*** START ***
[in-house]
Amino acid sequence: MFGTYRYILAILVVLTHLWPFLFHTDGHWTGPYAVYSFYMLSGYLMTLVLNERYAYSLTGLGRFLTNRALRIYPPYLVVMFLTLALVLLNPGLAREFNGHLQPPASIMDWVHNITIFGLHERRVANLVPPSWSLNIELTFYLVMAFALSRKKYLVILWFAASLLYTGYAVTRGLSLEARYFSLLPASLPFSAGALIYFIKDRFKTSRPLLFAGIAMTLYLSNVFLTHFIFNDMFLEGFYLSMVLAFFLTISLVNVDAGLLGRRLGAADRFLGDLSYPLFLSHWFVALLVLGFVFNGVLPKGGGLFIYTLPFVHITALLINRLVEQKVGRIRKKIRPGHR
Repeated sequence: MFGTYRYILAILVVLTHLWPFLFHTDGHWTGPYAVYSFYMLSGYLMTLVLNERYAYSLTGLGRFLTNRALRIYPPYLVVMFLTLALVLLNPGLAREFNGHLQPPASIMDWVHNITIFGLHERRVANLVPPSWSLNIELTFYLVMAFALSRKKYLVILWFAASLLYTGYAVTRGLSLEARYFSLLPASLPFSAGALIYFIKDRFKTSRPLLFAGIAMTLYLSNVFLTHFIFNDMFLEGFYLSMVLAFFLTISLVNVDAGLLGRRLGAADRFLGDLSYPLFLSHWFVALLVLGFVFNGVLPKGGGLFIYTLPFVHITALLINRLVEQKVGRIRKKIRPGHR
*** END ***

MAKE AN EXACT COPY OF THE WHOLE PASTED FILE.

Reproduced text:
[in-house]
Amino acid sequence: MFGTYRYILAILVVLTHLWPFLFHTDGHWTGPYAVYSFYMLSGYLMTLVLNERYAYSLTGLGRFLTNRALRIYPPYLVVMFLTLALVLLNPGLAREFNGHLQPPASIMDWVHNITIFGLHERRVANLVPPSWSLNIELTFYLVMAFALSRKKYLVILWFAASLLYTGYAVTRGLSLEARYFSLLPASLPFSAGALIYFIKDRFKTSRPLLFAGIAMTLYLSNVFLTHFIFNDMFLEGFYLSMVLAFFLTISLVNVDAGLLGRRLGAADRFLGDLSYPLFLSHWFVALLVLGFVFNGVLPKGGGLFIYTLPFVHITALLINRLVEQKVGRIRKKIRPGHR
Repeated sequence: MFGTYRYILAILVVLTHLWPFLFHTDGHWTGPYAVYSFYMLSGYLMTLVLNERYAYSLTGLGRFLTNRALRIYPPYLVVMFLTLALVLLNPGLAREFNGHLQPPASIMDWVHNITIFGLHERRVANLVPPSWSLNIELTFYLVMAFALSRKKYLVILWFAASLLYTGYAVTRGLSLEARYFSLLPASLPFSAGALIYFIKDRFKTSRPLLFAGIAMTLYLSNVFLTHFIFNDMFLEGFYLSMVLAFFLTISLVNVDAGLLGRRLGAADRFLGDLSYPLFLSHWFVALLVLGFVFNGVLPKGGGLFIYTLPFVHITALLINRLVEQKVGRIRKKIRPGHR